Sam reports that since her dramatic weight loss in 2009, she has finally connected with the appropriate case worker to help her understand why she starves herself and why she feels compelled to binge and purge. 

Pencil on paper, Ugly Like Me
This pencil drawing by Sam, entitled, “Ugly Like Me” is another of her works to convey the emotion of an Anorexic.  Sam says that it is hard when you’re in a place of self-loathing to look inside yourself and realize we’re all the same regardless of your weight, height, name, sexual preference, etc.  Sam drew this portrait to give herself insight, to tell herself that it would be ok, and to assure herself that indeed, we are all the same.  I found this to be a very key point in the struggle of an Anorexic.  Perhaps this would not be such a struggle for a person with this affliction, if more of the world instead of only the afflicted were to realize that indeed, we are all the same.


Photography by Samantha Manns

This four part photography series of Sam, and by Sam are representative of her time struggling to recover from her frighteningly unhealthy weight loss.  Though she knew and knows that recovery is the best thing and her only viable option, she took these pictures as a way to attempt to see herself as she really is, and to explore the raw emotions she’d been hiding.  During the worst part of her weight loss catastrophe, Sam was weighing herself up to 30 times a day and obsessively taking body “progress” photos.  Refraining from taking the pictures and weighing herself has represented a huge step in Sam’s recovery.  As conveyed by Sam’s top picture in this series, and the pain in her face, a viewer should realize that the starvation essentially nothing to do with food, calories, weight…  As Sam says, she was starving for perfection.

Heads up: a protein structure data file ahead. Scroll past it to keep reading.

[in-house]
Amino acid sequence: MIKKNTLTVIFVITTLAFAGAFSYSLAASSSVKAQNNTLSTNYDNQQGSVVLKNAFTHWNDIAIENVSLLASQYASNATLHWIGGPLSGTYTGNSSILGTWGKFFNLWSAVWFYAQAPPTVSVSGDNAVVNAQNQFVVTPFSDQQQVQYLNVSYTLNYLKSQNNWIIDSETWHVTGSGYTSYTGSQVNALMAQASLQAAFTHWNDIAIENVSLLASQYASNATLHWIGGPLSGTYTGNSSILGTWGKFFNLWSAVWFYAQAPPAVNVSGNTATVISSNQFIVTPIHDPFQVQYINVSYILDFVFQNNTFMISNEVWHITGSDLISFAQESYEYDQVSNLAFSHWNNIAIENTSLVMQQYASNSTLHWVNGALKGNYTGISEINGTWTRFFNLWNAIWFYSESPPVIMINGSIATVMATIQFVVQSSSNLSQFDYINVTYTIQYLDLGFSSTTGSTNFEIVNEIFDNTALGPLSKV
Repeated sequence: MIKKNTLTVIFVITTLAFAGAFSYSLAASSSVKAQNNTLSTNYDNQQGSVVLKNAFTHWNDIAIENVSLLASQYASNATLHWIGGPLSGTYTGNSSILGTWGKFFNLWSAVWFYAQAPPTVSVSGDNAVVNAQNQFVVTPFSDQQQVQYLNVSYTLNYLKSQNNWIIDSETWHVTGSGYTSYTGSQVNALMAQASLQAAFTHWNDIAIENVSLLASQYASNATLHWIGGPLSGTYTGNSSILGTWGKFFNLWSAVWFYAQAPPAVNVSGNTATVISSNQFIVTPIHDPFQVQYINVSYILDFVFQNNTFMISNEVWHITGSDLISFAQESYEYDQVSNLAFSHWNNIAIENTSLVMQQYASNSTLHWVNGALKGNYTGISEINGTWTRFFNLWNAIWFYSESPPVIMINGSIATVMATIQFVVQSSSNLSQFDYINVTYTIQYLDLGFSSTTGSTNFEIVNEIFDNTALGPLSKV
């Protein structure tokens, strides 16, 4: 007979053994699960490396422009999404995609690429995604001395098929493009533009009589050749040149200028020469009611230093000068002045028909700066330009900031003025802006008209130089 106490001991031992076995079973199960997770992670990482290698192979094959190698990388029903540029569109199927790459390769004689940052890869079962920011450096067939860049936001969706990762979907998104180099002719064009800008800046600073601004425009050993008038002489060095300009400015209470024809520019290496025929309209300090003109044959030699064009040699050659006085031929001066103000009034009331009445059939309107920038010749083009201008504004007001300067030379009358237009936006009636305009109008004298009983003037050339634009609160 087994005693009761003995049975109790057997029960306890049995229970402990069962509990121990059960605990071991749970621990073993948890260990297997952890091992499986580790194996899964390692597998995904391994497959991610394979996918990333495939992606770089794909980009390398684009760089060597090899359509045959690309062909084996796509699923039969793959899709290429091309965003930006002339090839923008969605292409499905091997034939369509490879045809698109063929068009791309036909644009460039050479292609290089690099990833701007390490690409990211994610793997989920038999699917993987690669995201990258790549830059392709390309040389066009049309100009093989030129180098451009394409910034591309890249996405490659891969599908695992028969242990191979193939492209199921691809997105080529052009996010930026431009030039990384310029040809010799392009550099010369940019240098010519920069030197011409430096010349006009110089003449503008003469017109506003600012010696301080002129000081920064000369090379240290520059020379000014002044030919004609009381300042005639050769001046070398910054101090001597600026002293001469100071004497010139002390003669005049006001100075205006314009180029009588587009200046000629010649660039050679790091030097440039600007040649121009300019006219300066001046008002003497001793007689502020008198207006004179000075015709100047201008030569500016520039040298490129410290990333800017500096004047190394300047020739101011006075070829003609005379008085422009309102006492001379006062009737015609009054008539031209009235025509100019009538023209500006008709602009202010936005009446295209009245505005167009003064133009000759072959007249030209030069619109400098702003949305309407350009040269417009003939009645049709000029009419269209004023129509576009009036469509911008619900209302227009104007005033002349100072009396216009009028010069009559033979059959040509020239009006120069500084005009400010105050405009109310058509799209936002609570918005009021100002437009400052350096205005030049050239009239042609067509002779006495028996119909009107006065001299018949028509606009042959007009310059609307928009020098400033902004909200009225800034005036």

Perfect is the word that causes the downward spiral of a terrible lot of the afflicted.

Drawing by Samantha Manns
In Sam’s next drawing, entitled, “Perfect?” she has conveyed her Anorexic perception of perfection.  Sam states that, “To me, this was beautiful. This was what I wanted to be, and at one time, this was what I was.”  So sorrowful to think, in the afflicted mind, we sometimes imagine that to be perfect is to be nothing.

The mind of this afflicted soul has somehow failed to notice how amazingly she has succeeded in achieving perfection through her art.  At only 18 years of age, Sam has so much to give the world and the gift and power to spread understanding.  At this point, Sam uses her art as part of her healing process.  I don’t think she has any idea about how much she is going to help others tremendously.  Currently, Sam’s art is not for sale.  However, she can be contacted here about commissions. 

All images in this posting are sole property of Samantha Manns, not to be reproduced in any way without her express written consent.